Web Accessibility Specialist - certified!
Almost a year ago I set myself a challenge to attain certification as a Web Accessibility Specialist (WAS). This is a summary of how I prepared for the exam, and hopefully some motivation for others to learn more about web accessibility.
Preparing for the WAS examination wasn't something I wanted to hurry, but at the same time, I felt compelled to get this qualification behind me as soon as possible. I felt doing the exam the sooner would help strengthen my confidence and validation of my accessibility knowledge in my current work and beyond. From the beginning of my study, I worried if my approach was an effective way to learn given that the last time I took an exam was for my university degree, which was over ten years ago!
Knowing what to study was fairly straight forward thanks to the Book of Knowledge and other preparation resources that the International Association of Accessibility Professionals (IAAP) link to.
Support from my employer
My employer, dxw, both paid for the exam and allowed me to spend one working day a week over approximately six months to study and prepare for it. In this time I studied and tested myself using the Deque WAS preparation course which can be purchased on a yearly basis for individuals or a team.
Good experience in using screen readers is a crucial part of accessibility testing and knowledge to ensure anyone can navigate a website using all types of assistive technology. I'd already some experience using VoiceOver for macOS and NVDA for Windows, but where I felt less confident, was in using touch device-based screen readers including VoiceOver for iOS and TalkBack on Android. Deque's shortcut and gesture guides provided all the information I needed to learn how they work.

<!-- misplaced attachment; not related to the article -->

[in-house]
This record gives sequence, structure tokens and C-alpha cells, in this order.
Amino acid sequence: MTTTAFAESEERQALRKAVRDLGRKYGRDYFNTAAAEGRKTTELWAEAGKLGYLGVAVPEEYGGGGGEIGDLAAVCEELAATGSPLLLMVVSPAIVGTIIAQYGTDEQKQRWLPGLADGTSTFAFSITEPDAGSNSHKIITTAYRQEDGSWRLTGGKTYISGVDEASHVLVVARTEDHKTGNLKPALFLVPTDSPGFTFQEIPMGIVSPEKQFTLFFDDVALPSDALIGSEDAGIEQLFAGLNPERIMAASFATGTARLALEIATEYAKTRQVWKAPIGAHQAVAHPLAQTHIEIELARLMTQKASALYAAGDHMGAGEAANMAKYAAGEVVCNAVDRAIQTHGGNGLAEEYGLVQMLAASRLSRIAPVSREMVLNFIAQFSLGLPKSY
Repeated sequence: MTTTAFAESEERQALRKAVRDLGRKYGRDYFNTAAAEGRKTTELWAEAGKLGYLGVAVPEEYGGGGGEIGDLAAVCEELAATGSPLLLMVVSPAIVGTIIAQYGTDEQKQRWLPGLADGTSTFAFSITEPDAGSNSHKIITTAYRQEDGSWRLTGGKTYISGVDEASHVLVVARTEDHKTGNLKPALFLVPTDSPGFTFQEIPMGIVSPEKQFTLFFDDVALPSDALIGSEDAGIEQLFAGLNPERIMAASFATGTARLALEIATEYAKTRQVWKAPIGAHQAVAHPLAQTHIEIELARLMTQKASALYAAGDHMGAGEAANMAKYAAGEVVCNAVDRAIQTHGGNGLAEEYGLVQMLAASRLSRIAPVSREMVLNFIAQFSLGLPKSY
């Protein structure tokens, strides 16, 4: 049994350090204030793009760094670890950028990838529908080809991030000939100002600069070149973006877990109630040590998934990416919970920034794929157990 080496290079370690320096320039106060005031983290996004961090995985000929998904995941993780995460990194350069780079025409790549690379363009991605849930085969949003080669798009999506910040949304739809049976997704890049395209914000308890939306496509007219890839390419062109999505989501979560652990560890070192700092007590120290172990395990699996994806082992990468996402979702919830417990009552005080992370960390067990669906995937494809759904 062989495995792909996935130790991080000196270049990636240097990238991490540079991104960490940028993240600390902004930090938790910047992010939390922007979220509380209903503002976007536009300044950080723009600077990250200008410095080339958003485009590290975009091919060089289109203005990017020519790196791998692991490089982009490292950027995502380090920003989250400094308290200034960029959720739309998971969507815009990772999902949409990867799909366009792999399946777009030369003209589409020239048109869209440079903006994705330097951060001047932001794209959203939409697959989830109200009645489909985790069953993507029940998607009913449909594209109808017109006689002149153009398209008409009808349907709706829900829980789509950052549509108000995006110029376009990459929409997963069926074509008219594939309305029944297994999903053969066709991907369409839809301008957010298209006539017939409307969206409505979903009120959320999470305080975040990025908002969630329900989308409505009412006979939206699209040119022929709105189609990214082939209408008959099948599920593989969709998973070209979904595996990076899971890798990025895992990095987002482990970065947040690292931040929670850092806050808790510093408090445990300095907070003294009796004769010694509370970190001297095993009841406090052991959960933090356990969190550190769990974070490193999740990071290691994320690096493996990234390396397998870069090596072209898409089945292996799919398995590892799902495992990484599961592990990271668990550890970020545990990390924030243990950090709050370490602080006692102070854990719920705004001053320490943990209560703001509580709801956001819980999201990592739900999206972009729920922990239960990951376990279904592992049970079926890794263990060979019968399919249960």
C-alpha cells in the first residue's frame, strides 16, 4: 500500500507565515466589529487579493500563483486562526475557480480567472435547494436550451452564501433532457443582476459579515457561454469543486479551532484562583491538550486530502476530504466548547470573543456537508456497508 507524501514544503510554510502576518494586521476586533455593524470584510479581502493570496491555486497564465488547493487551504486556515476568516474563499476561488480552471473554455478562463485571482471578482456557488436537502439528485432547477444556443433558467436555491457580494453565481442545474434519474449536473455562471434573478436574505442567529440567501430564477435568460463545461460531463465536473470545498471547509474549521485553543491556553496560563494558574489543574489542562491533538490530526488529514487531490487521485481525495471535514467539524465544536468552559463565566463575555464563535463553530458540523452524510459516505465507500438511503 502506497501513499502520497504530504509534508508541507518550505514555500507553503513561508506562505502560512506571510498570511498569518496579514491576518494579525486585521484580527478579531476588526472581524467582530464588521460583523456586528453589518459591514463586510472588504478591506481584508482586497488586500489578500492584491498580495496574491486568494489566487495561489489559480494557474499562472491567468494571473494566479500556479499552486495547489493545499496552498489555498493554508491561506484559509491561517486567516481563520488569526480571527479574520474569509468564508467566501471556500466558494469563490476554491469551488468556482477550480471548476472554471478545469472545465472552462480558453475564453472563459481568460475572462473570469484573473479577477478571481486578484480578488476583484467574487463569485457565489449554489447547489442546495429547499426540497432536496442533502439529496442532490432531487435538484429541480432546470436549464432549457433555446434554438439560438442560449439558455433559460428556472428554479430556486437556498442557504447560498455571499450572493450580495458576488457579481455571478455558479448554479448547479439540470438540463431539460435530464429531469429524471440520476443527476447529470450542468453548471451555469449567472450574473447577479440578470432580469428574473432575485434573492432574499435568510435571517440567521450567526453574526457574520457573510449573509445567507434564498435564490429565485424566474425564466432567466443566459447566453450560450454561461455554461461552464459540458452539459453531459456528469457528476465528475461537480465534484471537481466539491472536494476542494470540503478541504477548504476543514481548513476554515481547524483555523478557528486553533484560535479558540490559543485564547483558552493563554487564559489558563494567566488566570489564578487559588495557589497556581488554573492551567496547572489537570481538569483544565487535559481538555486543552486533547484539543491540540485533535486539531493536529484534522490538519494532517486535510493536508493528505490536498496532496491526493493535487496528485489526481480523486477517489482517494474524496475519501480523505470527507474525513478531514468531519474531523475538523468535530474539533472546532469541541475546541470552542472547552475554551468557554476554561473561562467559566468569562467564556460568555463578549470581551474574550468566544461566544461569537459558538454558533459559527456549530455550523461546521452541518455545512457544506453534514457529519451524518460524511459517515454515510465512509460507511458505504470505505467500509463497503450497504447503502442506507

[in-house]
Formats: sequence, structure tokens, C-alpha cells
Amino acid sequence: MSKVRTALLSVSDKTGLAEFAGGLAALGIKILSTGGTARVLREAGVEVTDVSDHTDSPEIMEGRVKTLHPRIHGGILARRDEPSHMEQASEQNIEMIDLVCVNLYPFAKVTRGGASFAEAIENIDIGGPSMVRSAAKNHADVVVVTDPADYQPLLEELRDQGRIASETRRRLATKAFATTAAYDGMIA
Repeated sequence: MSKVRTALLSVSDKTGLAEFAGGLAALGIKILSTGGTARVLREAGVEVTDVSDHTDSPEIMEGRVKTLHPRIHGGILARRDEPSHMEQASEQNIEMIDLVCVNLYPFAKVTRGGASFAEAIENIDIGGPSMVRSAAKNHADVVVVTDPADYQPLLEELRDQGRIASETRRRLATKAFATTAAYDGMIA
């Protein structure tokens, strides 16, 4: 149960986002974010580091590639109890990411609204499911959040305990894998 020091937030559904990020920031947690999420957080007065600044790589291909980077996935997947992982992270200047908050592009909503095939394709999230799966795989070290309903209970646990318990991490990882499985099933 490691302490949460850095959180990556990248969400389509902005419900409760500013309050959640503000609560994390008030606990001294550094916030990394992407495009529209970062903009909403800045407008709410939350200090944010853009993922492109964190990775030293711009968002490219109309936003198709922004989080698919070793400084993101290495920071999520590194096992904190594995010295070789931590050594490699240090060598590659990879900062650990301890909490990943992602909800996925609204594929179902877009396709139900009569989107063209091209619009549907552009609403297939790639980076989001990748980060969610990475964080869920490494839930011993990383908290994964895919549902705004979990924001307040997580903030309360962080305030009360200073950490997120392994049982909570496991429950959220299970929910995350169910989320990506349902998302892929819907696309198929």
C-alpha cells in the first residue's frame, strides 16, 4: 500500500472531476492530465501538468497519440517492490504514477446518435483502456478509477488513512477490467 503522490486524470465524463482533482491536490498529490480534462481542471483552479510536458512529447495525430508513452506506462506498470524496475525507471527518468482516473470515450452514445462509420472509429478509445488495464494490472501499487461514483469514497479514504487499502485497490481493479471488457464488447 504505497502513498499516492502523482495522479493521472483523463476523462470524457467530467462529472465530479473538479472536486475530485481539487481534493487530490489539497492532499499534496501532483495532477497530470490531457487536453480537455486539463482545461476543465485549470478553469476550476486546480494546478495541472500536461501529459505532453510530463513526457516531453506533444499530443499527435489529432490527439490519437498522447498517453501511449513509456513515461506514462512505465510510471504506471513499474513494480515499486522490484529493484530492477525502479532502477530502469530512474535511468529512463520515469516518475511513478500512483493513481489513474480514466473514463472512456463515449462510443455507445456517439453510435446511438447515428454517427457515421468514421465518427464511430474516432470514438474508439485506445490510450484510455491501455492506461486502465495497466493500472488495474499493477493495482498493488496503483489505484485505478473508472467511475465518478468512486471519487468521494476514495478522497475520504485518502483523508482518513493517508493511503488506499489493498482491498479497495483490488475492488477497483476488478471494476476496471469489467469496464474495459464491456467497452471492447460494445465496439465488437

Web Accessibility Guidelines
I also devoted a lot of time to reading How to Meet WCAG (Quick Reference). Understanding the difference between normative and non-normative is an important part of this learning process, which I struggled with at first, but after reading the different criteria this helped me to understand the differences.
When the day came last June to take the exam I felt slightly nervous whether I'd studied enough or perhaps taken too long studying to remember everything. Due to the coronavirus pandemic, I decided to take the option of doing the exam from home with a remote proctor. I was interrupted halfway through to show to the proctor any support aids I might be using. This knocked my confidence and focus a little, but I managed to resume the exam and regain focus after a couple of questions. I comfortably answered most of the seventy-five questions without much hesitation and finished nearly and hour ahead of the two-hour time limit.
A couple of months later I received an email to say I'd passed. I'm officially a Web Accessibility Specialist! Whilst I'm pleased and proud at having passed, I don't consider this a completion of my learning journey in accessibility, but just the beginning.